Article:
Yet another arrangement is to dispose the spacer in interlocking relation to the outer tubular channel of the fuel assembly. Such arrangement is disclosed in a U.S. Pat. No. (4,489,038) to Nylund. Nylund has a spacer comprised by upper and lower spaced frames interconnected by a resilient wall or strip. A pair of spaced apart stop projections embossed in the wall of the fuel assembly housing or channel constitute first locking means, and a stop member formed in the middle of the strip of the spacer constitutes a second locking means. When a fuel rod is inserted into the spacer cell adjacent to the stop member, it urges the resilient strip 5 toward the fuel assembly channel and thereby the stop member 6 from its inactive position to an active position where it is positioned so close to the channel that the spacer cannot be moved upwards or downwards without the stop member abutting against one of the projections 7 embossed in the channel. Preferably, the first and second locking means are located at each of the corners of the spacers and tubular channel.

However, none of these above-described arrangements appears to be the optimum solution to supporting spacers in a BWR fuel assembly so as to maintain their axially spaced positions. Consequently, the need exists for further improvement of the BWR fuel assembly with respect to spacer retention.

SUMMARY OF THE INVENTION

The present invention provides features which are designed to satisfy the aforementioned needs. Underlying the present invention is the realization that there is a simple way to support the BWR spacers which has no effect on CHF or even pressure drop so that removal of the spacer capture tabs on the tie fuel rods is feasible. Specifically, removal of the spacer tabs is compensated for by introducing springs between the exteriors of the spacers and the interior of the outer channel, and also between the spacer exteriors and the exterior of the water cross. Pressure drop is not affected since the space between the spacer exterior and the channel interior is a dead zone, with stagnant flow. Essentially the same is true with respect to the space between the spacer exterior and the water cross exterior. The compressive force exerted by the springs keeps the spacers in a stationary relationship with respect to the channel and water cross. The springs also give mechanical dampening from structural vibrations so that improved seismic and fretting performance results. The springs are either welded to the spacer exterior walls or clipped on a peripheral edge of the spacers.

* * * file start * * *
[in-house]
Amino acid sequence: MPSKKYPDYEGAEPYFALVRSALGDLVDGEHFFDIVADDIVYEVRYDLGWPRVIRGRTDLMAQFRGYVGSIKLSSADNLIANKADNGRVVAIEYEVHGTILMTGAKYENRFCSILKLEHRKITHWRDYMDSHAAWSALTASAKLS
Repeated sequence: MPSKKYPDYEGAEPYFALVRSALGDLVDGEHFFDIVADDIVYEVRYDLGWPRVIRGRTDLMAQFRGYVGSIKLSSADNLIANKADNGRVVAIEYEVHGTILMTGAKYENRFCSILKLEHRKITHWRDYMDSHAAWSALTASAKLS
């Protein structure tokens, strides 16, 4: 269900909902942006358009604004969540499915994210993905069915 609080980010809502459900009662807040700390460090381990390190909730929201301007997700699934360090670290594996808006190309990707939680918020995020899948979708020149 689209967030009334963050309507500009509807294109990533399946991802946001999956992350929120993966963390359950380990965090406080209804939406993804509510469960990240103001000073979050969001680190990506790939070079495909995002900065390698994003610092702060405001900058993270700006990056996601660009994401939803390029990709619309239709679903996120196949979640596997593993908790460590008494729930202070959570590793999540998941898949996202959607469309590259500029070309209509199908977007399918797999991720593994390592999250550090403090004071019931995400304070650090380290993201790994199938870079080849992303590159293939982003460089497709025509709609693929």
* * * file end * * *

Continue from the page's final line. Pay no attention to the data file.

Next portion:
Accordingly, the present invention is set forth in a fuel assembly having a plurality of spaced fuel rods, an outer hollow tubular flow channel surrounding the fuel rods so as to direct flow of coolant/moderator fluid therealong, and at least one spacer being disposed along the channel and about the fuel rods so as to maintain them in side-by-side spaced relationship. The present invention is directed to an arrangement for disposing the spacer in a desired axial position along the fuel rods and comprises a plurality of yieldably resilient elements disposed between an interior side of the outer channel and an exterior side of the spacer so as to contact the channel and spacer and exert sufficient contacting force thereon to maintain the spacer substantially stationary in the desired axial position along the fuel rods.

More particularly, each of the elements is an arucate-shaped leaf spring extending generally parallel to the axial direction of the fuel rods and spaced apart from one another in a direction generally transverse to such fuel rod axial direction. In one embodiment, each spring is fixedly attached at one end to the spacer, whereas in a modified embodiment the spring is clipped on an edge of the spacer. In each embodiment, an opposite free end of the spring is spaced outwardly from the spacer. Further, in one embodiment, the free end of the spring is dipsosed downstream relative to the direction of coolant/moderator fluid flow from the one end thereof being attached to the spacer. Alternatively, the free end of the spring can be disposed upstream relative to the coolant/moderator fluid flow direction.

These and other advantages and attainments of the present invention will become apparent to those skilled in the art upon a reading of the following detailed description when taken in conjunction with the drawings wherein there is shown and described an illustrative embodiment of the invention.

BRIEF DESCRIPTION OF THE DRAWINGS

In the course of the following detailed description, reference will be made to the attached drawings in which:

FIG. 1 is an elevational view, with parts broken away and sectioned for clarity, of a BWR nuclear fuel assembly in which exterior springs of the present invention are used to maintain the axial positions of the mini-bundle spacers.

FIG. 2 is an enlarged top plan view of the BWR fuel assembly as seen along line 2--2 of FIG. 1.

FIG. 3 is an enlarged bottom plan view of the BWR fuel assembly as seen along line 3--3 of FIG. 1.

FIG. 4 is a cross-sectional view of the BWR fuel assembly taken along line 4--4 f FIG. 1, showing the fuel rod bundle of the fuel assembly being separated into separate mini-bundles by the water cross with a spacer surrounding one of the mini-bundles being shown in full, while the spacers surrounding the other three mini-bundles are shown in outline form and also showing the spacer positioning springs of the present invention located between the exterior of the one spacer, on the one hand, and the exterior of the radial panels of the water cross and interior of the outer tubular channel, on the other hand.

FIG. 5 is another cross-sectional view of the BWR fuel assembly similar to that of FIG. 4, but taken along line 5--5 of FIG. 1.

FIG. 6 is an enlarged top plan view of the upper right hand spacer seen in FIG. 4, showing the springs of the spacer in expanded positions in which they normally engage and together with opposite dimples hold the fuel rods which extend through the cells of the spacer and also showing the spacer positioning springs of the present invention on the exterior of the spacer for maintaining its axial position.